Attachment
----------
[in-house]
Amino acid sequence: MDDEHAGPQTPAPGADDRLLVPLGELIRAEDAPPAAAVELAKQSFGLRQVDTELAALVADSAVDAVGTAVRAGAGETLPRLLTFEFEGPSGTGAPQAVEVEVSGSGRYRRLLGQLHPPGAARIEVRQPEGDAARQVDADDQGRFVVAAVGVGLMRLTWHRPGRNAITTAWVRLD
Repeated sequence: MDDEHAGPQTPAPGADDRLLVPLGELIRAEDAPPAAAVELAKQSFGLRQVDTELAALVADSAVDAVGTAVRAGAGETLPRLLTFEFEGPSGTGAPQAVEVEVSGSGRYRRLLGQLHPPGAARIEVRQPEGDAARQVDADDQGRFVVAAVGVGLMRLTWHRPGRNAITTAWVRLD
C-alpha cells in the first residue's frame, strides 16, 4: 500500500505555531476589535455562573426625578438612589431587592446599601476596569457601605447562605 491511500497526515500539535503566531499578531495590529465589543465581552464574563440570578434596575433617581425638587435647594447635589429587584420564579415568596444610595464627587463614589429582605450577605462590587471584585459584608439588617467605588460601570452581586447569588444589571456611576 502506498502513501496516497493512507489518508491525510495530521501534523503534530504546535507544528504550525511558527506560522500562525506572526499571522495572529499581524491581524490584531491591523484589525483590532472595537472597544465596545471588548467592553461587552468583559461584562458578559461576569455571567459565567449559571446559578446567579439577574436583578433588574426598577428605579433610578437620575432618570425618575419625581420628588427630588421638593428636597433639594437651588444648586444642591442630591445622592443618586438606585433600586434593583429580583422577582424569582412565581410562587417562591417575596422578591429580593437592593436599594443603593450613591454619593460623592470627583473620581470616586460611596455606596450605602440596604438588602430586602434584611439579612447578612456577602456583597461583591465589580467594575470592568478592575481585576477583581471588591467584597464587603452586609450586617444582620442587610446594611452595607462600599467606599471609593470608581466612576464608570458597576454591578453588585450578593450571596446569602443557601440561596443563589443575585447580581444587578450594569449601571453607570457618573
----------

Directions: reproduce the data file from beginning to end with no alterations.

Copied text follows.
[in-house]
Amino acid sequence: MDDEHAGPQTPAPGADDRLLVPLGELIRAEDAPPAAAVELAKQSFGLRQVDTELAALVADSAVDAVGTAVRAGAGETLPRLLTFEFEGPSGTGAPQAVEVEVSGSGRYRRLLGQLHPPGAARIEVRQPEGDAARQVDADDQGRFVVAAVGVGLMRLTWHRPGRNAITTAWVRLD
Repeated sequence: MDDEHAGPQTPAPGADDRLLVPLGELIRAEDAPPAAAVELAKQSFGLRQVDTELAALVADSAVDAVGTAVRAGAGETLPRLLTFEFEGPSGTGAPQAVEVEVSGSGRYRRLLGQLHPPGAARIEVRQPEGDAARQVDADDQGRFVVAAVGVGLMRLTWHRPGRNAITTAWVRLD
C-alpha cells in the first residue's frame, strides 16, 4: 500500500505555531476589535455562573426625578438612589431587592446599601476596569457601605447562605 491511500497526515500539535503566531499578531495590529465589543465581552464574563440570578434596575433617581425638587435647594447635589429587584420564579415568596444610595464627587463614589429582605450577605462590587471584585459584608439588617467605588460601570452581586447569588444589571456611576 502506498502513501496516497493512507489518508491525510495530521501534523503534530504546535507544528504550525511558527506560522500562525506572526499571522495572529499581524491581524490584531491591523484589525483590532472595537472597544465596545471588548467592553461587552468583559461584562458578559461576569455571567459565567449559571446559578446567579439577574436583578433588574426598577428605579433610578437620575432618570425618575419625581420628588427630588421638593428636597433639594437651588444648586444642591442630591445622592443618586438606585433600586434593583429580583422577582424569582412565581410562587417562591417575596422578591429580593437592593436599594443603593450613591454619593460623592470627583473620581470616586460611596455606596450605602440596604438588602430586602434584611439579612447578612456577602456583597461583591465589580467594575470592568478592575481585576477583581471588591467584597464587603452586609450586617444582620442587610446594611452595607462600599467606599471609593470608581466612576464608570458597576454591578453588585450578593450571596446569602443557601440561596443563589443575585447580581444587578450594569449601571453607570457618573